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Title: A Classification scheme for semantic and schematic heterogeneities in XML data sources
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Title: A Classification scheme for semantic and schematic heterogeneities in XML data sources
Series Title: Department of Computer and Information Science and Engineering Technical Report ; 00-004
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Language: English
Creator: Pluempitiwiriyawej, Charnyote
Hammer, Joachim
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University of Florida, Gainesville, FL, Technical Report TR00-004, September 2000 (ftp.dbcenter.cise.ufl.edu/Pub/publications/tr00-004.pdf)


A Classification Scheme for Semantic and Schematic Heterogeneities in XML Data
Sources


Charnyote Pluempitiwiriyawej and Joachim Hammer
Department of Computer & Information Science & Engineering
University of Florida
Gainesville, FL 32611-6120
{cp0, hammer} @cise. ufl. edu


The integration of distributed, heterogeneous information sources has been the topic of
intense investigations for many years. Most of the research in this context has focused on
integrating well-structured data stored in relational or object-oriented databases. In recent
years, the World Wide Web (Web) has become the single largest, heterogeneous source
for almost any kind of online information. The Extensible Markup Language (XML) is
well suited to represent and share this Web data which is mostly semistructured in nature.
Using XML, data is stored in an XML document whose structure is defined by one or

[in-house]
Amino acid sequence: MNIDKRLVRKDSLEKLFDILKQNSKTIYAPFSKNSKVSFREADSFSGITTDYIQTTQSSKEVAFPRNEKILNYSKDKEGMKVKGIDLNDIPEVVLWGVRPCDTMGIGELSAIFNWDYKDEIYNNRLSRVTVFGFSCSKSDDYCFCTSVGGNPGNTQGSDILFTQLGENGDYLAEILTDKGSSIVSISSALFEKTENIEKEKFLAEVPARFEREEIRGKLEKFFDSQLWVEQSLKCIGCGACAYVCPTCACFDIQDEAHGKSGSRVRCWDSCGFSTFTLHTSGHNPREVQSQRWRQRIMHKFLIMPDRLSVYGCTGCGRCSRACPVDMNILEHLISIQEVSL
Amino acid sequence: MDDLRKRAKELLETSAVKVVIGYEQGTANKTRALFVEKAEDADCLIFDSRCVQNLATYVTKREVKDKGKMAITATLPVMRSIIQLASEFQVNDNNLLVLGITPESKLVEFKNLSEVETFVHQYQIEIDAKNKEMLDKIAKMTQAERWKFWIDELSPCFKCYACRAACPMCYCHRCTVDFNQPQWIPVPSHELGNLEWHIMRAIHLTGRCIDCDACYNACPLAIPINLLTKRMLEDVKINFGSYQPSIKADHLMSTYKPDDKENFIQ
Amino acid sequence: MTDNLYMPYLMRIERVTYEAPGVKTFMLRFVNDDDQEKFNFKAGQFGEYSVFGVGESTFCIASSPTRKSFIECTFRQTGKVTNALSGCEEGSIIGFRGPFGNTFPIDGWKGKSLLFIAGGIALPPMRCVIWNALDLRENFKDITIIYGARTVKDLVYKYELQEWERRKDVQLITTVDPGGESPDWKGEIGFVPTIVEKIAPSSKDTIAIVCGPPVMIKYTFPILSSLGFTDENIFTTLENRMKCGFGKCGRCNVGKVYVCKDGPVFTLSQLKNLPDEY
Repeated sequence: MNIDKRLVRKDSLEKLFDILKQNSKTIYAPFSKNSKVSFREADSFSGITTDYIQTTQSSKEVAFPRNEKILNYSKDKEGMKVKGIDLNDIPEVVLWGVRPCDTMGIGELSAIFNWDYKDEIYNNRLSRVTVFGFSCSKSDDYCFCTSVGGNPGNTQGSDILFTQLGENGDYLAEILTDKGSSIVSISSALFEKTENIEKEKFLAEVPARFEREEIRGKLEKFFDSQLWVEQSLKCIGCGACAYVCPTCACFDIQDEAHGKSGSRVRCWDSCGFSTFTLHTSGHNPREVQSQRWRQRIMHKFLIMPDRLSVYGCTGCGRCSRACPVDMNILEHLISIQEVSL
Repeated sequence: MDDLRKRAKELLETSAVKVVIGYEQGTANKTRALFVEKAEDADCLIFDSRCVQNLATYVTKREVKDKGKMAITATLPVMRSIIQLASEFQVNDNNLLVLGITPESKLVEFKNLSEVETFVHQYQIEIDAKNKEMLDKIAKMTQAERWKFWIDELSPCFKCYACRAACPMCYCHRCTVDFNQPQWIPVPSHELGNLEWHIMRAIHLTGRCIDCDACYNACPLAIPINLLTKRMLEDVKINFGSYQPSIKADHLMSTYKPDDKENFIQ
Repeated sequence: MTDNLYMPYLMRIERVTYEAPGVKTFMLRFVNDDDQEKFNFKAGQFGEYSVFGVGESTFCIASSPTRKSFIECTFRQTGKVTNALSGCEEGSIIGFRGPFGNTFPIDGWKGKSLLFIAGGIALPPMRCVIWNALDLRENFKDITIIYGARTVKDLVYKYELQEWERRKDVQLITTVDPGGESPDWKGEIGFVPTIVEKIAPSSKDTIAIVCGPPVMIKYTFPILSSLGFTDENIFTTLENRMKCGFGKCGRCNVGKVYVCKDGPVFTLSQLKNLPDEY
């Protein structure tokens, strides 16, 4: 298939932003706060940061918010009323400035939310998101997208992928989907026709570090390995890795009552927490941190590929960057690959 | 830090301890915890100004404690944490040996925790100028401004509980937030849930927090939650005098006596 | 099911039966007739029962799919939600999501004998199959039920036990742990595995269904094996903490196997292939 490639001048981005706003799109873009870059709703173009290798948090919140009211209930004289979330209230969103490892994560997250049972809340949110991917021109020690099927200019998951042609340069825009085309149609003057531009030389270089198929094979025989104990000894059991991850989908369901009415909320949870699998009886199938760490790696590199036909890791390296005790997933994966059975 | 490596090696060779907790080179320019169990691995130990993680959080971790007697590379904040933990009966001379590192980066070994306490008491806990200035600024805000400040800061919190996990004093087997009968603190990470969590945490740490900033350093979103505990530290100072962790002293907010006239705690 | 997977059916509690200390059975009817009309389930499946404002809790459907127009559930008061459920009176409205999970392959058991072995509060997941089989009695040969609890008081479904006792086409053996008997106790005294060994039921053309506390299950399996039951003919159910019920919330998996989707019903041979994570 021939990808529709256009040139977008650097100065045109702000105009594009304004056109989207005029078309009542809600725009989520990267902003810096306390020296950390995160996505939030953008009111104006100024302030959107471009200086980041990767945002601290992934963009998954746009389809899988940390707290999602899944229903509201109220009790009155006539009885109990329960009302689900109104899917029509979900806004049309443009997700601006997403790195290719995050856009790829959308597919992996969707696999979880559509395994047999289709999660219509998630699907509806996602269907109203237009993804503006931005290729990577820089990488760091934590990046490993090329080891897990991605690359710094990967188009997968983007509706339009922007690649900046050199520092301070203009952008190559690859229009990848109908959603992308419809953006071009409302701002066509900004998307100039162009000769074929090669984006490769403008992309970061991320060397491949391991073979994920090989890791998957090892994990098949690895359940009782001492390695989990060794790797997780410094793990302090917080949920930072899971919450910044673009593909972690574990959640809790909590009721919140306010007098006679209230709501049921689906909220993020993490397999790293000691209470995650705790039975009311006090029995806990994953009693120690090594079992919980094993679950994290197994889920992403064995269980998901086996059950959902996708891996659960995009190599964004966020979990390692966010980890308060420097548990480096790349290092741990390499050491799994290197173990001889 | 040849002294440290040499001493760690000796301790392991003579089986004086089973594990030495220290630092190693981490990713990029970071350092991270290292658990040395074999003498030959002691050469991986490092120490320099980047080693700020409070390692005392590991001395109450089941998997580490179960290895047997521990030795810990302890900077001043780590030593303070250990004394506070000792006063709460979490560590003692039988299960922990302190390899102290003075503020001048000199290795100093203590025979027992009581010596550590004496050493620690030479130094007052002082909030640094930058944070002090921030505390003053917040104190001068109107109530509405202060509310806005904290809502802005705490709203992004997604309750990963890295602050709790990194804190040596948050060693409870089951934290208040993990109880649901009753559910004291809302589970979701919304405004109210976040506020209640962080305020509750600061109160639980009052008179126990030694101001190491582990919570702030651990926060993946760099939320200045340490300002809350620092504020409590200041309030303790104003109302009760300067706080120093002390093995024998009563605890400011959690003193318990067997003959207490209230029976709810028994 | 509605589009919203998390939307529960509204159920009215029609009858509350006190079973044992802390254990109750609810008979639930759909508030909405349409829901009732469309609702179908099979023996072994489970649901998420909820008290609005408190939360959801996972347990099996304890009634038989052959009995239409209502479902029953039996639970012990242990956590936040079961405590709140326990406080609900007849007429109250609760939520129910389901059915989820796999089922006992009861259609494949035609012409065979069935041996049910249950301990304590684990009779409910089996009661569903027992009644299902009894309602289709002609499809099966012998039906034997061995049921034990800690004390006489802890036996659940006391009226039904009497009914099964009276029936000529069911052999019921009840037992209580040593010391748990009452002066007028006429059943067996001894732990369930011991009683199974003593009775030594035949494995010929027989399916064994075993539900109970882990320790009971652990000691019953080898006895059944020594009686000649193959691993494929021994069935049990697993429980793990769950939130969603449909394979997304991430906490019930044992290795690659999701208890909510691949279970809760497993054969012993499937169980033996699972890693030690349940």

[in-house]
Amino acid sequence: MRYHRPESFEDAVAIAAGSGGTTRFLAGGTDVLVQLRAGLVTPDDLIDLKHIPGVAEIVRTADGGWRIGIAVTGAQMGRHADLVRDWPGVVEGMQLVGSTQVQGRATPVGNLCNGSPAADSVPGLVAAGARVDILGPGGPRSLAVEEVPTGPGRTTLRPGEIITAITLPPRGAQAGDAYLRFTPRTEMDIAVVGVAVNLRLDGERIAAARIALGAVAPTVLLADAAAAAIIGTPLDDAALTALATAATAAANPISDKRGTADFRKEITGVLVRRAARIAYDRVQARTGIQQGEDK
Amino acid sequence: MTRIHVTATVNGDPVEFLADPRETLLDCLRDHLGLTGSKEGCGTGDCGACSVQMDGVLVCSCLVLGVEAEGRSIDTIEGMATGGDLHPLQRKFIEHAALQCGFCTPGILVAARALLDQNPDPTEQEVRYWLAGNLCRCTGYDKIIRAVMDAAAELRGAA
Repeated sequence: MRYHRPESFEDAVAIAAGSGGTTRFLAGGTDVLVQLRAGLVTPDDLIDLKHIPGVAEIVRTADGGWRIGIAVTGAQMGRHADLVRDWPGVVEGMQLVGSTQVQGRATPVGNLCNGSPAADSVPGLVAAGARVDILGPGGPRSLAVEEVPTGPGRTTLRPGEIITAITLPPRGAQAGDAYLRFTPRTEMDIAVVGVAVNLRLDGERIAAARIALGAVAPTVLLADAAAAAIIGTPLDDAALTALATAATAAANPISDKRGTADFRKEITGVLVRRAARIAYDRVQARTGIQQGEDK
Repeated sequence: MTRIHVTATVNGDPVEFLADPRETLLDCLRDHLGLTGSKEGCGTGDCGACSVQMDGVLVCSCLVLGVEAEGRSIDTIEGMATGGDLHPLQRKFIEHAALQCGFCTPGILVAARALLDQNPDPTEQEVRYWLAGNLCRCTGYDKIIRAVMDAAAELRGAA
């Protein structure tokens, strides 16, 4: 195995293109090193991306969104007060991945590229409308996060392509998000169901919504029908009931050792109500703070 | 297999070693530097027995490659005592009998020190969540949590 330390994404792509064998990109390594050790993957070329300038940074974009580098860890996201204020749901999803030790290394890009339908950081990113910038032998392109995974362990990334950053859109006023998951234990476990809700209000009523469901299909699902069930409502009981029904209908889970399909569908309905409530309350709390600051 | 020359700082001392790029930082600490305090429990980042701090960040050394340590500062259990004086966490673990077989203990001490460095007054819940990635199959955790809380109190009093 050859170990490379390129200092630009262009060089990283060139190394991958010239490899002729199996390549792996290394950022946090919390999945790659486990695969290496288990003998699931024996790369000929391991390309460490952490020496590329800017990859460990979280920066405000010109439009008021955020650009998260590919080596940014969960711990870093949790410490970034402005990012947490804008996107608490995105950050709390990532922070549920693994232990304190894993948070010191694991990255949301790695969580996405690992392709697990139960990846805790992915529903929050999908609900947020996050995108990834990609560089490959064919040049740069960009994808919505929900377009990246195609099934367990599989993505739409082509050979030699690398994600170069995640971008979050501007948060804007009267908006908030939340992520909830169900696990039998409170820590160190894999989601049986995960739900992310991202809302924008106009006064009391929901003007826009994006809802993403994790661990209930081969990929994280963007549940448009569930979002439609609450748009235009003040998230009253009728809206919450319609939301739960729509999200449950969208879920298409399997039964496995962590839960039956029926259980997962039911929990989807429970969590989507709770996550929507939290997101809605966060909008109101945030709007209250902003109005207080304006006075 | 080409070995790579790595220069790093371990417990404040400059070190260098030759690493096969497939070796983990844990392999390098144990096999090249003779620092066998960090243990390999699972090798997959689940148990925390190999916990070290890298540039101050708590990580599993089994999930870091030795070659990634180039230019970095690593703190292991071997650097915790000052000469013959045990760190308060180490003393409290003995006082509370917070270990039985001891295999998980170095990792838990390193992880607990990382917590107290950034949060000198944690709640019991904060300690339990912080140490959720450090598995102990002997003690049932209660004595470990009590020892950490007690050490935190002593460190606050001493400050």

more Document Type Definitions (DTD). Despite XML's support for the sharing and
exchange of information, the integration of multiple, heterogeneous XML documents
remains a challenge due to semantic and schematic discrepancies among the data.
In this report, we propose a directed, labeled graph model to describe the internal
structure of XML documents and their associated DTDs. Based on our model, we
introduce a classification of the possible conflicts that can occur between data that is
represented in XML. We believe that such a classification is a useful and important
guideline for resolving conflicts that occur when sharing data represented in XML.



1 Introduction
During the last decade, the World Wide Web (Web) has become the single, most widely used
repository for online information of any kind. Since HTML is limited to describing how data should
be formatted, (e.g. when displayed in a Web browser), the eXtensible Markup Language (XML) was
introduced as a way to describe the data content in order to enhance the usability of Web data and to
facilitate its sharing and exchange. Most of the data on the Web is semistructured or self-describing
(Abiteboul et al. 2000), meaning that its structure may vary and that there is no fixed schema into
which the data must be fitted.
However, interesting and useful information is not limited to the Web, but can also be found in
conventional databases (i.e., relational and object-oriented databases) and other online stores (e.g.,
digital libraries). Integrating all these data sources is a challenging problem since data is
heterogeneous and distributed. As a result, there is also a growing need for a data model that is both
flexible and expressive enough to represent the integrated data that may originally be represented in a
wide variety of data models, each with their own capabilities and constructs.
XML is well suited as a data model not only for representing semistructured data but also as a
data model for representing the integrated data in sharing architectures (Chawathe et al. 1994;
Hammer 1999). However, despite XML's support for data exchange and sharing (see Sec. 2),